Even if Neiman Marcus gets a nice bump for the holidays, the Dallas-based company’s total sales are still declining -- and below the level required to maintain a roughly $4.8 billion debt load.
That means the company will need to renegotiate its terms in the next year, said S&P Global Ratings analyst Mathew Christy.
“The fourth quarter is usually the period where they pull in most of their cash flow, but we still expect the company as of right now to have overall negative sales for the full year with declining margins,” he said. “We expect the company to enter some sort of restructuring within 12 months.”
Groups of Neiman Marcus lenders and bondholders have already banded together. They’ve also hired lawyers and advisers to assist in the talks.
Neiman Marcus does have one advantage at a time when retailers are closing hundreds of underperforming locations: It only operates about 40 physical stores, and they’re generally in desirable areas.
It’s also built a solid e-commerce operation and partnered with startups like Rent the Runway to attract younger consumers. But it’s getting more expensive for retailers to maintain market share, said Moody’s Investors Service analyst Christina Boni.
“In this environment, the requirements of investment and infrastructure and the like mean that companies just can’t be as levered as they once historically were,” Boni said.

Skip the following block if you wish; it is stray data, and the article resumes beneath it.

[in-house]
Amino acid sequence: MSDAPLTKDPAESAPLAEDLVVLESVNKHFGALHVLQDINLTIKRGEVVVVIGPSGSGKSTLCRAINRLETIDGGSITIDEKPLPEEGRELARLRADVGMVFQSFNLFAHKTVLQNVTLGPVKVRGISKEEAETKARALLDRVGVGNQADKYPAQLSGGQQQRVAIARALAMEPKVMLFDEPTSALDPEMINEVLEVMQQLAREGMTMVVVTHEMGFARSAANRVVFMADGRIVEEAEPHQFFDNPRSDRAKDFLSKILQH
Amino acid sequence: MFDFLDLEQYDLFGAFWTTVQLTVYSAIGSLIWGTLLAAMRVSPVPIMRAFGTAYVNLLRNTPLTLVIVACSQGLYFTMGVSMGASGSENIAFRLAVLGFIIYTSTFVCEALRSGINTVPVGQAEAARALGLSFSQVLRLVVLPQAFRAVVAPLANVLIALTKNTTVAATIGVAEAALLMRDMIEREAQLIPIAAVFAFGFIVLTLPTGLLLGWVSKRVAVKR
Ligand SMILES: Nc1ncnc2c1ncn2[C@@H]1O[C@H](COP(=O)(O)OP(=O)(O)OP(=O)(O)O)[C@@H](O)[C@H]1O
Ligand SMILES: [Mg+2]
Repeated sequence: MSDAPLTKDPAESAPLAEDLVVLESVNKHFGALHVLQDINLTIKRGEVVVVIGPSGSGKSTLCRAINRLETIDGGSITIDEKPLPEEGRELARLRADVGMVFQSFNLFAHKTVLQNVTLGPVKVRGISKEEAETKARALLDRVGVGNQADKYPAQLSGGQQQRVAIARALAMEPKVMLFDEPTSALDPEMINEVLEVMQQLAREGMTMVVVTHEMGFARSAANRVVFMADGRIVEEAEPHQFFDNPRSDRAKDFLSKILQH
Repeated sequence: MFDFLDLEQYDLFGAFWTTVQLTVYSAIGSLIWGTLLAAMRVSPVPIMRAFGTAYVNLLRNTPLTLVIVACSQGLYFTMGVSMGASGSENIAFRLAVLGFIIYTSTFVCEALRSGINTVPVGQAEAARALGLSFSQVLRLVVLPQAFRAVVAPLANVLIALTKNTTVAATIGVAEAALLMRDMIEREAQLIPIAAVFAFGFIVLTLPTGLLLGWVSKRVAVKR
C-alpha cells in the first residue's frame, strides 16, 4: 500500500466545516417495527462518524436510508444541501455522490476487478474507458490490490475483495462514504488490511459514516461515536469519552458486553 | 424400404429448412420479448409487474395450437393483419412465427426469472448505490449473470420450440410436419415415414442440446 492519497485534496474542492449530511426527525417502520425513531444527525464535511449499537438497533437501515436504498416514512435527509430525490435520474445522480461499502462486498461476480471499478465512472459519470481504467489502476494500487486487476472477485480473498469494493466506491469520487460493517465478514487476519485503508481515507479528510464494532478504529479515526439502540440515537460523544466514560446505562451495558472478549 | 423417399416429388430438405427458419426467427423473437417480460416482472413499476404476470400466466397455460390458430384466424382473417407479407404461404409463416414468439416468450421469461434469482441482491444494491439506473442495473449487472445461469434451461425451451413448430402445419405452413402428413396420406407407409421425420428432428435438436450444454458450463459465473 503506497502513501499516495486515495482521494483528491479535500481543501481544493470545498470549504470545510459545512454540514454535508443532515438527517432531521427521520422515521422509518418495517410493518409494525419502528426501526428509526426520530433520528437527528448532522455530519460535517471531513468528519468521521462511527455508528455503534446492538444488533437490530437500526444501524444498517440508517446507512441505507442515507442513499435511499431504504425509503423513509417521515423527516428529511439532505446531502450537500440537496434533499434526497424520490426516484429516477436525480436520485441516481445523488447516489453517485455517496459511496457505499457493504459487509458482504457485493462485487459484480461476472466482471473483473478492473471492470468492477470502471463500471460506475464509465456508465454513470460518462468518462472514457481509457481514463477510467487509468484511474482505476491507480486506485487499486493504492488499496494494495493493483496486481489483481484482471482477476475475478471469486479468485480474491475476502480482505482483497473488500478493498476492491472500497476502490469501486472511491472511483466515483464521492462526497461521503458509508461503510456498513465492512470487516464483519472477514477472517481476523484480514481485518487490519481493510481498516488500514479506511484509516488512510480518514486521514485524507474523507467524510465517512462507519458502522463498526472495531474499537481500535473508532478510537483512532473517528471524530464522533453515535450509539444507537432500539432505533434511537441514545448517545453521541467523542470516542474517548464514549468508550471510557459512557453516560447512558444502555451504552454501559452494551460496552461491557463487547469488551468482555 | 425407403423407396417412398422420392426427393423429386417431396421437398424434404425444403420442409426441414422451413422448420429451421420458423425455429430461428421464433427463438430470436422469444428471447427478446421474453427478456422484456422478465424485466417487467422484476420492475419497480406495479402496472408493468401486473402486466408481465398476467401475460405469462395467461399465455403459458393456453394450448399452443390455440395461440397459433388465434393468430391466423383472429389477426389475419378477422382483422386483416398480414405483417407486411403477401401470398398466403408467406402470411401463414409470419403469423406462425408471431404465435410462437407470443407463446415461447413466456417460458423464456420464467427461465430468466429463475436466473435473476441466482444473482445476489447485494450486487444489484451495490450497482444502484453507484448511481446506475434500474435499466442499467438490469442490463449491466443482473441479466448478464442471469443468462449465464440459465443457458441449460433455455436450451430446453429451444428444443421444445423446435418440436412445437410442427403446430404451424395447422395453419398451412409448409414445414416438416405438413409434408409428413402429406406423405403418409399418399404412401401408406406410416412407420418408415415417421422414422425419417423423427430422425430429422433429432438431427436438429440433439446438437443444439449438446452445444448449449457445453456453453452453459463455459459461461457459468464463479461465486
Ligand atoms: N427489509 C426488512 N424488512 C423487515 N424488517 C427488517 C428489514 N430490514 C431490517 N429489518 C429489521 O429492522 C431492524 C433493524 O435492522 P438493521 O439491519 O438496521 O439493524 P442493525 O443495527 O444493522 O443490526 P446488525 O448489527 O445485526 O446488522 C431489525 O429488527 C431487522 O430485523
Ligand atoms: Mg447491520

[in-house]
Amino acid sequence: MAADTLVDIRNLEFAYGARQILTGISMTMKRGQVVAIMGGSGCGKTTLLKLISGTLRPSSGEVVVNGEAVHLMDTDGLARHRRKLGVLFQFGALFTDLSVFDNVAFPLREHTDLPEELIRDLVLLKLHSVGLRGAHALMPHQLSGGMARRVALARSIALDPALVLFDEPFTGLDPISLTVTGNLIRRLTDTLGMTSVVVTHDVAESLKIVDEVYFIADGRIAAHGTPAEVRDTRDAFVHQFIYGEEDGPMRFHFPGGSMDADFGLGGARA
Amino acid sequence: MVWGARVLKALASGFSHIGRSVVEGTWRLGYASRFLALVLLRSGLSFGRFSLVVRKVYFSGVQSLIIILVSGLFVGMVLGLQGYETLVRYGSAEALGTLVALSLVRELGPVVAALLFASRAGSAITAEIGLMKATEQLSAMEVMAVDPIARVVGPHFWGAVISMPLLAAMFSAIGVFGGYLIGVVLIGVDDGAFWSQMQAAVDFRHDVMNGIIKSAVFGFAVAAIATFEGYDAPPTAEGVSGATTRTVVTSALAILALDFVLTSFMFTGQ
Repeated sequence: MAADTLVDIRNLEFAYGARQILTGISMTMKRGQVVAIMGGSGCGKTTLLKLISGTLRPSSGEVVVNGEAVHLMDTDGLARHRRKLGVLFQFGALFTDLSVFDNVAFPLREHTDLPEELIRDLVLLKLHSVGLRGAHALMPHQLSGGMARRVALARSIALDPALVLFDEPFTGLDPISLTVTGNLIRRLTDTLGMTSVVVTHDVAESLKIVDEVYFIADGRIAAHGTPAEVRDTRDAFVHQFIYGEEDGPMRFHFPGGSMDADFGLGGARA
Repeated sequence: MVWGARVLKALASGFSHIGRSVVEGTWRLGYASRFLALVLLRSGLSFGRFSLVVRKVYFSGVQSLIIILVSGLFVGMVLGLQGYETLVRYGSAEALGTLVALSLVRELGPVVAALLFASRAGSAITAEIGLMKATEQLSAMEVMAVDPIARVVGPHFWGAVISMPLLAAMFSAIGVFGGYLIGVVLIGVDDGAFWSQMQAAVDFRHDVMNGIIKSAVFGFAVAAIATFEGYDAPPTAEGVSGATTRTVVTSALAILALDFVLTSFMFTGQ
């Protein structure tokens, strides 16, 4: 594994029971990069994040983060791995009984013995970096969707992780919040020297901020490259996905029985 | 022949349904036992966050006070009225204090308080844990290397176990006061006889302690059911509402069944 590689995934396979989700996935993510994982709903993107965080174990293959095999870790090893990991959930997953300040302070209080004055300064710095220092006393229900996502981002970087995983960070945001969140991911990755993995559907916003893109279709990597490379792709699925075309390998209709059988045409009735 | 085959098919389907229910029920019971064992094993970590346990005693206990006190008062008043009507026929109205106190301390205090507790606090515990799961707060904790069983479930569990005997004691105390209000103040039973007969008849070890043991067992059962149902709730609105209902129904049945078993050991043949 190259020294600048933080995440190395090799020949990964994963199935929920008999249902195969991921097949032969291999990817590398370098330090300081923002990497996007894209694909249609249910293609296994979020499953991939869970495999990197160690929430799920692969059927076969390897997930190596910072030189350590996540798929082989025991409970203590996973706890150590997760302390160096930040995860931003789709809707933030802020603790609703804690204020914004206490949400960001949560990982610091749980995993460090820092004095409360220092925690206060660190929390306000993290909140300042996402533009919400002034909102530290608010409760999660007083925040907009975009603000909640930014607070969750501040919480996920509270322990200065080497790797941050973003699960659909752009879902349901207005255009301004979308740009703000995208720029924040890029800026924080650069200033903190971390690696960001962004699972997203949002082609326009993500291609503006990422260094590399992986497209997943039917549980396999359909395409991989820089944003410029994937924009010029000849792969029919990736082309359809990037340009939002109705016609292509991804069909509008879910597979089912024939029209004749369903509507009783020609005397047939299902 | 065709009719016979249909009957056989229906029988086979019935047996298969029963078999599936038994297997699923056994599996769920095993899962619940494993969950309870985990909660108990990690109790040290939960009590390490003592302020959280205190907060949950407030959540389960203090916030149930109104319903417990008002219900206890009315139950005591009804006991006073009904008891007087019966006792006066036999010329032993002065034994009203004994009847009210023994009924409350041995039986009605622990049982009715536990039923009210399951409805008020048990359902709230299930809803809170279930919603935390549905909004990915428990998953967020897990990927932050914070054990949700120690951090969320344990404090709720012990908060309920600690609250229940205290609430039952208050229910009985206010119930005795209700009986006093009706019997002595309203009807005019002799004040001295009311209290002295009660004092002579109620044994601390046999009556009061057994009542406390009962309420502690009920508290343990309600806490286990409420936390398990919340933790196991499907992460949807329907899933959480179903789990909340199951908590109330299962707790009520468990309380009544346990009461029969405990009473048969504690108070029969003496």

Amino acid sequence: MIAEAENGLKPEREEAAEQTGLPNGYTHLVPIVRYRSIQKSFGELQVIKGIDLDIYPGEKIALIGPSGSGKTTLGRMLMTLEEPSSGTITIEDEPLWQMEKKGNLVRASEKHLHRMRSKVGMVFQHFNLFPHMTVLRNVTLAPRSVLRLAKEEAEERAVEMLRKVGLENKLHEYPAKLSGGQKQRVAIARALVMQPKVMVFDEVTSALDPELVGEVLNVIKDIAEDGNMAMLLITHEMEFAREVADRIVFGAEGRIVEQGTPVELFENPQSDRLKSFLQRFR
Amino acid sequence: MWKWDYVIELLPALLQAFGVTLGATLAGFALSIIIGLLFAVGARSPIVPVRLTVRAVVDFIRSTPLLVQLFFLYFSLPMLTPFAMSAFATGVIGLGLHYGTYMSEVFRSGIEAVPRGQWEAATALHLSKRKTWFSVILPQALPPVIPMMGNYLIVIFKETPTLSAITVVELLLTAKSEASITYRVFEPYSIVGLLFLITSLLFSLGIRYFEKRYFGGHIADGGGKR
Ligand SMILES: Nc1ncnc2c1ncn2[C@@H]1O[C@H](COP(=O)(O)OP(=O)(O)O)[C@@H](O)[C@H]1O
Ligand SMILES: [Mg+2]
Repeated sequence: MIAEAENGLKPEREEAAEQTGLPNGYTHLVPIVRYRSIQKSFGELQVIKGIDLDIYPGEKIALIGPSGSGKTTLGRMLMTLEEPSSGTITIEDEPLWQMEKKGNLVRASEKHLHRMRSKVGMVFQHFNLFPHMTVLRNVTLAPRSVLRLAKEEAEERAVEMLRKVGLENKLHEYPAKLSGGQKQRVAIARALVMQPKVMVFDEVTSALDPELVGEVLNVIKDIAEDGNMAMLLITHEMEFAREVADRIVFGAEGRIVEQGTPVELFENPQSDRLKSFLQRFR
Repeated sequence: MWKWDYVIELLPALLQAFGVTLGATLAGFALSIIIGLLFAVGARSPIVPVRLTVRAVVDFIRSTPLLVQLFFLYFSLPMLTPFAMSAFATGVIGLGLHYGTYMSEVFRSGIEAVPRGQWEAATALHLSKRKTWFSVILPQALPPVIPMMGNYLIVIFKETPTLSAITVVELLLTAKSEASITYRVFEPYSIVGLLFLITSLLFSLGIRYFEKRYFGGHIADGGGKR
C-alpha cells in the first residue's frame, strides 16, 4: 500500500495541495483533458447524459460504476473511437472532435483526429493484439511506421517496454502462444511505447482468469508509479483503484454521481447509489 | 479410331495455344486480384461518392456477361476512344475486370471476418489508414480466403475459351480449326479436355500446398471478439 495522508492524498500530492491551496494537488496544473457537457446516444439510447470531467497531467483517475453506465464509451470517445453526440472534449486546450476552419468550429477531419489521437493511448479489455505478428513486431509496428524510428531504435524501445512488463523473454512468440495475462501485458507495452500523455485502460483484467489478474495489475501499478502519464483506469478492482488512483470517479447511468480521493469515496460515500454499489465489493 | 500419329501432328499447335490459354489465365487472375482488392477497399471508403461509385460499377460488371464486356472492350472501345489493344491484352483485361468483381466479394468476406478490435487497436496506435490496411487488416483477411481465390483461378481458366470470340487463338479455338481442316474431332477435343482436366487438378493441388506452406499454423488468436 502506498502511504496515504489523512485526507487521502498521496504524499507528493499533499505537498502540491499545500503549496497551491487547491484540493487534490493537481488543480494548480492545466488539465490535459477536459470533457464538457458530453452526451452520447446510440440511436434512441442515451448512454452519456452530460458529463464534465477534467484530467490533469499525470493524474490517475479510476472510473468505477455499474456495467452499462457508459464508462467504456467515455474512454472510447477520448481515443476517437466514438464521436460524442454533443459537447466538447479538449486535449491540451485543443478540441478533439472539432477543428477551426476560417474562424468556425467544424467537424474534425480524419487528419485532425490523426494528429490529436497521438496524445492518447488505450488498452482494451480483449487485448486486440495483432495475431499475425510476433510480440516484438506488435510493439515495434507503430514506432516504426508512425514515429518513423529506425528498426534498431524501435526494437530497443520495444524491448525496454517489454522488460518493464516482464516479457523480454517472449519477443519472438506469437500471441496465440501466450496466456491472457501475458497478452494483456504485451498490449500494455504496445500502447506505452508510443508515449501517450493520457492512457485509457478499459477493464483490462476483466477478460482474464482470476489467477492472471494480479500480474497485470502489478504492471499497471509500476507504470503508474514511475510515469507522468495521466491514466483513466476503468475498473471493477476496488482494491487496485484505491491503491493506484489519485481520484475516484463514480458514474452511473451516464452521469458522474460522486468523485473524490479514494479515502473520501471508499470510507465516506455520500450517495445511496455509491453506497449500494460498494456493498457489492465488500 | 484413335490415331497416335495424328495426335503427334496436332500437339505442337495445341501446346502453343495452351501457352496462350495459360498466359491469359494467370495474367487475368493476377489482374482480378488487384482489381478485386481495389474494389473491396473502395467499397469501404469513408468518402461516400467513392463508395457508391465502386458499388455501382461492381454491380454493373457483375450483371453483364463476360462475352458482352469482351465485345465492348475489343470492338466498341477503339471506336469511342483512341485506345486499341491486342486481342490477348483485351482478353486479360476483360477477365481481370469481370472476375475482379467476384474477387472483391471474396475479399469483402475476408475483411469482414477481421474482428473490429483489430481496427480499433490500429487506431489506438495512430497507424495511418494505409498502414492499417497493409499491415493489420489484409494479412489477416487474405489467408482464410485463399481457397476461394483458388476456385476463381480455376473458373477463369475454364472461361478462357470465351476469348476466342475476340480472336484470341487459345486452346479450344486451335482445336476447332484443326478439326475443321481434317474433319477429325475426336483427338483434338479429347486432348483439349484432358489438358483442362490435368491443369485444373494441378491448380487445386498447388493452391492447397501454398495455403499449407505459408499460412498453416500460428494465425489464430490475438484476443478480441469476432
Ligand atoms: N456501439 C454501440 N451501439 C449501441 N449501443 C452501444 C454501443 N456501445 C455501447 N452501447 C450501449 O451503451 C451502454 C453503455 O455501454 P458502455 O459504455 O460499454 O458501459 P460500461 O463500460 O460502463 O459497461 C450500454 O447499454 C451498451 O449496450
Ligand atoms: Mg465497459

In other words, you have to be lean and nimble -- and not buried in debt. “They need to get to a point where they have a structure that gives them the financial flexibility to be able to make investments,” she said.
Neiman Marcus’s depressed bond prices reflect a consensus that creditors are likely to take a loss in any scenario, but they have rallied recently. Its $960 million of 8 percent notes due in 2021 climbed almost 4 cents Thursday to trade at 64 cents on the dollar, up from an all-time low of 51 cents in September, according to the Trace bond-price reporting data. The notes were down half a cent on the dollar Friday.
A major problem for Neiman Marcus -- and other retailers with high debt loads -- is that its terms were determined when the industry was still thriving, Hebert said. For Neiman, they were based on earnings before interest, taxes, depreciation and amortization of about $700 million.
Ebitda, on an adjusted basis, was $433.8 million in fiscal 2017 and $584.9 million the year before. That means even if creditors accept a debt exchange where they’re getting 50 or 60 cents on the dollar, that may not be enough, Hebert said.
“It still leaves them too levered,” he said.
Van Raemdonck will have to find ways to generate money from the company’s remaining assets, like real estate and subsidiaries such as the site MyTheresa, Hebert said. With its current debt levels, an outright sale of the company -- either to another private equity buyer or to a strategic partner -- seems unlikely.
“I don’t think there are a ton of buyers, honestly, unless they do something miraculous,” Hebert said.